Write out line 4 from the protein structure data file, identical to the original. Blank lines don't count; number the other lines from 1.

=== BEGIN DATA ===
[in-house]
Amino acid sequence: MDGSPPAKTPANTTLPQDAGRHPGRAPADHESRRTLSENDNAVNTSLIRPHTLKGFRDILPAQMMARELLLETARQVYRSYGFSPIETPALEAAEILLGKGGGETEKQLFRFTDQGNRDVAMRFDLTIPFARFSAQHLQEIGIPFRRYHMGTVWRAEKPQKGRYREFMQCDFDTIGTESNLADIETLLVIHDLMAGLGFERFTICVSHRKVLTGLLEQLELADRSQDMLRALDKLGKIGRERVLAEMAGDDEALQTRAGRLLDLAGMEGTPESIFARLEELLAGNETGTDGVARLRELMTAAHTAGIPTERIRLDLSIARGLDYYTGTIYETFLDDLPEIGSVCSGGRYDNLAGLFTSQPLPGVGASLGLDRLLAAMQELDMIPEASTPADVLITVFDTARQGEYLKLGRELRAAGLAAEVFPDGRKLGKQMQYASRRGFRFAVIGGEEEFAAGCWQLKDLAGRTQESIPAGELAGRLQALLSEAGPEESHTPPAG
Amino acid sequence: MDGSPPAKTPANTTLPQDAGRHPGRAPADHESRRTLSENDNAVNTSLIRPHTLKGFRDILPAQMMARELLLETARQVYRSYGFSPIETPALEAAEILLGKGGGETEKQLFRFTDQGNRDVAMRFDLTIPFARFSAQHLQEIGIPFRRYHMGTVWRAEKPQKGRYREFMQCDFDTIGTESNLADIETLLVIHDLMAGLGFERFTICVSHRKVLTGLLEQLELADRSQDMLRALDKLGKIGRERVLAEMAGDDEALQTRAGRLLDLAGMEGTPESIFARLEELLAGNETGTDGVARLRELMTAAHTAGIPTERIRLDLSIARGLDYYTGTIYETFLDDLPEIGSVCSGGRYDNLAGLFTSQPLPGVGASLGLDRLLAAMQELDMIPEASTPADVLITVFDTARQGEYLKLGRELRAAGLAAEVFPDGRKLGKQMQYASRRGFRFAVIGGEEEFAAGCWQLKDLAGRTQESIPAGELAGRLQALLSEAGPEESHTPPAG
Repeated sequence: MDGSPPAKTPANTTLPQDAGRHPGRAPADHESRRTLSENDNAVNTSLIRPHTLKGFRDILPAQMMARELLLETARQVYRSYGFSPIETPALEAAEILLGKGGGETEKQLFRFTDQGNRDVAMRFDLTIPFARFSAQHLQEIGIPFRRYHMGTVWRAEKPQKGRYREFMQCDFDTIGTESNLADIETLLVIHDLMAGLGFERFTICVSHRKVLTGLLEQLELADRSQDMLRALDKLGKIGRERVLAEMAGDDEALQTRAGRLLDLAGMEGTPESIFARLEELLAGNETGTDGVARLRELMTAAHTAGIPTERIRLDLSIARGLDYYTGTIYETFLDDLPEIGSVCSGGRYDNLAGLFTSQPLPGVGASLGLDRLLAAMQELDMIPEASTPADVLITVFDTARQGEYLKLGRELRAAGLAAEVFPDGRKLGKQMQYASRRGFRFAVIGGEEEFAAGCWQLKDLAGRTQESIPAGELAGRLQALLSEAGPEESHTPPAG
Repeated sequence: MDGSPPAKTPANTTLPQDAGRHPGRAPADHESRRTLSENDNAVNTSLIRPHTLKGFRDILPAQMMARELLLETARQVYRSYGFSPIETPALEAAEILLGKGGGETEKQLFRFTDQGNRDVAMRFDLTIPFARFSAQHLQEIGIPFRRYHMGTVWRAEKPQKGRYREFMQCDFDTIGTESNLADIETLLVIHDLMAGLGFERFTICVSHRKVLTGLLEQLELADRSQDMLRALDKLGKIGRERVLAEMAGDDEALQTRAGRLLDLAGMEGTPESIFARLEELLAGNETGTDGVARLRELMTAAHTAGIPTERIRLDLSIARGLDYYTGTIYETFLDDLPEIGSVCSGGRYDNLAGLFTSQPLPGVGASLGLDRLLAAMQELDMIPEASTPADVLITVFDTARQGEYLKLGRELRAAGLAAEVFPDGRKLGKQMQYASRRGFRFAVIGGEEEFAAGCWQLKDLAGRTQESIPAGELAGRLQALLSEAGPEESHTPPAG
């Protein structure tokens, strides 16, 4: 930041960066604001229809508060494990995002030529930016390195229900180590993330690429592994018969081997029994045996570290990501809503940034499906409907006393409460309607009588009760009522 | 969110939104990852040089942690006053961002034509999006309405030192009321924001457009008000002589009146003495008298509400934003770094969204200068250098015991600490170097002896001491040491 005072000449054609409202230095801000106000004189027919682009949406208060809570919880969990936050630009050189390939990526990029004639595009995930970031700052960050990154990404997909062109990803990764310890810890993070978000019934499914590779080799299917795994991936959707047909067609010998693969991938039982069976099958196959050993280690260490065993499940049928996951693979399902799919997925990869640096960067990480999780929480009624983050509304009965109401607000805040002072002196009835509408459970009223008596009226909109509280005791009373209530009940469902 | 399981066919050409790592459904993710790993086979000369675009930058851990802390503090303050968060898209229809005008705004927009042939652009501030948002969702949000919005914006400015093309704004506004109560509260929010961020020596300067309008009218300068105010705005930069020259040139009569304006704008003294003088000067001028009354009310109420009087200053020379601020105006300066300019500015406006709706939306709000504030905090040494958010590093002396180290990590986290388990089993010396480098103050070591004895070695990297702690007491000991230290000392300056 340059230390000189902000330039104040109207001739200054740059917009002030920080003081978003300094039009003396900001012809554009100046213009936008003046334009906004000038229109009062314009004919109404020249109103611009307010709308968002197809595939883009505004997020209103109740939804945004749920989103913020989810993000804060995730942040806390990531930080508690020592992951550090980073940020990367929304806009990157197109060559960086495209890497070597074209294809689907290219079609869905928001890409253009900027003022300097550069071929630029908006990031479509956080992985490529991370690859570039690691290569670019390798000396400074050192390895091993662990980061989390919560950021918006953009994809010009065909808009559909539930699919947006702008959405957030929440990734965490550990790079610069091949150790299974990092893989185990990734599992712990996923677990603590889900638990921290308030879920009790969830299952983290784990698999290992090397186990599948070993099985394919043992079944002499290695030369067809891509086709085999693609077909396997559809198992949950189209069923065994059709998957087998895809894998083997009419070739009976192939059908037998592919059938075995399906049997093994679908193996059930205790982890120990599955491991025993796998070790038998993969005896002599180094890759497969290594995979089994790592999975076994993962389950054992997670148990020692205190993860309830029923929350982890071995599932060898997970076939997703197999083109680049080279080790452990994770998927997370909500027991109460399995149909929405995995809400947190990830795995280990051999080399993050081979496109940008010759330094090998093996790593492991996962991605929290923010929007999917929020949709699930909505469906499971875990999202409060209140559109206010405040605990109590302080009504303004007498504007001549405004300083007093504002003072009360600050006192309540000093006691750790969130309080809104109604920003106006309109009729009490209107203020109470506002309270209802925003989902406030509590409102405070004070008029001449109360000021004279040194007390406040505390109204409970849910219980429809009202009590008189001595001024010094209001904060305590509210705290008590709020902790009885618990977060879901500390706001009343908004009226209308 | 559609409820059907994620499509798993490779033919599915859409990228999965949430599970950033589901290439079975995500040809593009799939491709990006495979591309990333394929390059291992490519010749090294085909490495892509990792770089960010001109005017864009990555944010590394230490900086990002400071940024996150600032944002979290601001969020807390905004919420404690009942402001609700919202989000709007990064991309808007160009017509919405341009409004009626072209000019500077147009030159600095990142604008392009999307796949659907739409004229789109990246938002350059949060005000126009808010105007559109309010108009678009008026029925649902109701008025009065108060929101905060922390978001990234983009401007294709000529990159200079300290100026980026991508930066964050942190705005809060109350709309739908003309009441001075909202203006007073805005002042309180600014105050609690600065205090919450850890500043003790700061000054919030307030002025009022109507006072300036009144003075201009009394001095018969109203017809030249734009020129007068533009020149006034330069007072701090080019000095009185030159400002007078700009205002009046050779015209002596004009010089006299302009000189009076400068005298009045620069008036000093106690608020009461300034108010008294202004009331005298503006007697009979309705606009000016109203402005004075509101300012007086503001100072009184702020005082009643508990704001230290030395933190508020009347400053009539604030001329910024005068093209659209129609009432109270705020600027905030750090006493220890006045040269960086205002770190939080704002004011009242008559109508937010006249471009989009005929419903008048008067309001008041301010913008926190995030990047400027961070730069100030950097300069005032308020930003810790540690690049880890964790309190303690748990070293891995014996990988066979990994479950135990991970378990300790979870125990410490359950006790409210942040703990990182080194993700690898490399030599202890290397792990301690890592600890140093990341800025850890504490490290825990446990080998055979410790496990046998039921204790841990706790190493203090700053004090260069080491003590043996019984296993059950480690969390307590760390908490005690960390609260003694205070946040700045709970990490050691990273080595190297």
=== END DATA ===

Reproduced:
Repeated sequence: MDGSPPAKTPANTTLPQDAGRHPGRAPADHESRRTLSENDNAVNTSLIRPHTLKGFRDILPAQMMARELLLETARQVYRSYGFSPIETPALEAAEILLGKGGGETEKQLFRFTDQGNRDVAMRFDLTIPFARFSAQHLQEIGIPFRRYHMGTVWRAEKPQKGRYREFMQCDFDTIGTESNLADIETLLVIHDLMAGLGFERFTICVSHRKVLTGLLEQLELADRSQDMLRALDKLGKIGRERVLAEMAGDDEALQTRAGRLLDLAGMEGTPESIFARLEELLAGNETGTDGVARLRELMTAAHTAGIPTERIRLDLSIARGLDYYTGTIYETFLDDLPEIGSVCSGGRYDNLAGLFTSQPLPGVGASLGLDRLLAAMQELDMIPEASTPADVLITVFDTARQGEYLKLGRELRAAGLAAEVFPDGRKLGKQMQYASRRGFRFAVIGGEEEFAAGCWQLKDLAGRTQESIPAGELAGRLQALLSEAGPEESHTPPAG